The standards for awarding summary judgment have been delineated frequently by this court. Rule 56 of the Federal Rules of Civil Procedure provides that summary judgment "shall be rendered forthwith if the pleadings, depositions, answers to interrogatories, and admissions on file, together with the affidavits, if any, show that there is no genuine issue as to any material fact and that the moving party is entitled to a judgment as a matter of law." (Fed.R.Civ.P. 56(c).) In ruling on a motion for summary judgment, it is not the function of the court to resolve existing factual issues through a "trial by affidavits." (United States v. Diebold, Inc. (1962) 369 U.S. 654, 82 S.Ct. 993, 8 L.Ed.2d 176; Lane Bryant, Inc. v. Maternity Lane, Ltd., of California (9th Cir. 1949) 173 F.2d 559, 565.) The court is to determine whether a genuine issue of material fact exists, viewing all evidence and factual inferences "in the light most favorable to the party opposing the motion." (United States v. Diebold, Inc., supra, 369 U.S. at 655, 82 S.Ct. at 994; Adickes v. Kress & Co. (1970) 398 U.S. 144, 158-61, 90 S.Ct. 1598, 1608-10, 26 L.Ed.2d 142; Stansifer v. Chrysler Motors Corp. (9th Cir. 1973) 487 F.2d 59, 63.)
The district court incorrectly resolved disputed factual issues in concluding that "no discrimination was practiced." Ramirez alleged that he had been laid off because of his national origin. Even if his deposition testimony is read as indicating that his layoff was due to the seniority system, Ramirez raised a genuine issue of material fact concerning the discriminatory application of the seniority system.2 Viewing the evidence in the light most favorable to Ramirez, the district court could not properly conclude that no genuine issue of material fact was presented.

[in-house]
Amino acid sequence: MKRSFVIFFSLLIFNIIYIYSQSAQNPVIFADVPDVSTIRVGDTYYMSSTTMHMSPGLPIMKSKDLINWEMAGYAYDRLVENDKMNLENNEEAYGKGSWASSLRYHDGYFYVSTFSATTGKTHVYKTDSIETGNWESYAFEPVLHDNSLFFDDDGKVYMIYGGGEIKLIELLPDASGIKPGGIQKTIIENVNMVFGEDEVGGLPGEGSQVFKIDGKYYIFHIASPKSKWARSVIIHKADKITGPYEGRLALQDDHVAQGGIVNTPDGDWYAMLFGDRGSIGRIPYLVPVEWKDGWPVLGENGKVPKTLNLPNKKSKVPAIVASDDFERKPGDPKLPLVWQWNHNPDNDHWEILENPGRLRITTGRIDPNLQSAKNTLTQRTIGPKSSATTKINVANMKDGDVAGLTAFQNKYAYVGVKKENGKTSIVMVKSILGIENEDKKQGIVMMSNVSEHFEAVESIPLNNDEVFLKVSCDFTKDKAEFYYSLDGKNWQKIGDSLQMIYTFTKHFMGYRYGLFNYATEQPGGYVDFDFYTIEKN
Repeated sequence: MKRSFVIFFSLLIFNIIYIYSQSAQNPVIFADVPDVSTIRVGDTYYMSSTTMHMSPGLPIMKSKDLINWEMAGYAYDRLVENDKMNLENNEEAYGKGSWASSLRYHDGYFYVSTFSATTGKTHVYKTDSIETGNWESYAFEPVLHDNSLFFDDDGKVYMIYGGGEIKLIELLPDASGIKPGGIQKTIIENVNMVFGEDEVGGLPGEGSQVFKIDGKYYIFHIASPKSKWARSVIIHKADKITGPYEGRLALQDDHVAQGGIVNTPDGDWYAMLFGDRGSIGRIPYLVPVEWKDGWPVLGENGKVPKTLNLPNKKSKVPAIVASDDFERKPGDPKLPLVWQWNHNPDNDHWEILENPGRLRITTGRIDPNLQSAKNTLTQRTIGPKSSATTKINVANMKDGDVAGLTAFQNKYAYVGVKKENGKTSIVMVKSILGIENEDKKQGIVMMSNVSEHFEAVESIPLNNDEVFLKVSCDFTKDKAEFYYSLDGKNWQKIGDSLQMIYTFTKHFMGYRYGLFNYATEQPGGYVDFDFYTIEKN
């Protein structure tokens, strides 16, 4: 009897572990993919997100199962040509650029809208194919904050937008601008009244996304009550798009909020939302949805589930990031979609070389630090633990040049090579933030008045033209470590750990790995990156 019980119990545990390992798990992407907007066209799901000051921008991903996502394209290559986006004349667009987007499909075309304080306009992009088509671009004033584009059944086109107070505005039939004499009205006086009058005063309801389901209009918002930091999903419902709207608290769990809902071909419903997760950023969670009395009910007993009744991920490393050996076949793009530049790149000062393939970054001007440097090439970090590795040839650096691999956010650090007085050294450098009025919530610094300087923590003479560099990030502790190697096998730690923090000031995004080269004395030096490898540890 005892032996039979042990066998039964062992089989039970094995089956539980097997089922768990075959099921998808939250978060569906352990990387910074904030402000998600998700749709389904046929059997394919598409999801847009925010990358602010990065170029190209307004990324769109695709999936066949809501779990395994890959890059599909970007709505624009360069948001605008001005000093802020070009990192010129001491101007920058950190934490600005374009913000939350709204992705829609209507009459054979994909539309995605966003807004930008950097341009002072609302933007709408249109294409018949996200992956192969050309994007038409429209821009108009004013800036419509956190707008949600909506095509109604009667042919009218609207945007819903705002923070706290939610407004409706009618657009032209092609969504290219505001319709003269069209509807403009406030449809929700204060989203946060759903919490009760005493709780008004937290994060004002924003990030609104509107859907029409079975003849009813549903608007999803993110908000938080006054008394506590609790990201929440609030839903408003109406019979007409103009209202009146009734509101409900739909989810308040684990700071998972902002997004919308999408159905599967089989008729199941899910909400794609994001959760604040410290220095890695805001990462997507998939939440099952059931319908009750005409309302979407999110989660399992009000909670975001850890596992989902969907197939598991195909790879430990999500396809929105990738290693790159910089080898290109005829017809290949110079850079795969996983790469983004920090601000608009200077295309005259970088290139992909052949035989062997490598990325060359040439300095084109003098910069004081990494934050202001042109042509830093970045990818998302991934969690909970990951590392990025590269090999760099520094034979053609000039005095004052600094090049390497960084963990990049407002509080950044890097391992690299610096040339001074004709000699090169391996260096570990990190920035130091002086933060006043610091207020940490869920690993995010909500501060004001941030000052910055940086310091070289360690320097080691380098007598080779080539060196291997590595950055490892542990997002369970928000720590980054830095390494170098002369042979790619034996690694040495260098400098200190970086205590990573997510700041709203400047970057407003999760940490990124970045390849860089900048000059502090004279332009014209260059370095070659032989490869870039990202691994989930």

The district court held that procedural problems relating to Ramirez's EEOC charges barred his Title VII cause of action. With regard to the 1974 layoff, Ramirez's Title VII action was dismissed for want of jurisdiction because his first EEOC charge had never been referred to the state fair employment practices commission, while his second charge had been filed more than 180 days after the layoff. Ramirez filed his first EEOC charge on July 5, 1974, 66 days after his first layoff. This charge, which unquestionably was timely filed, was never referred by the EEOC to the California Fair Employment Practices Commission. By failing to refer Ramirez's charge to the state agency, the EEOC violated the requirements of Title VII (42 U.S.C. § 2000e-5), as well as its own administrative regulations (29 C.F.R. § 1601.12(b)(1)).3 Ramirez's second charge, which was filed on November 27, 1974 (211 days after the layoff), was referred to the California Fair Employment Practices Commission by the EEOC, in compliance with Title VII and EEOC regulations.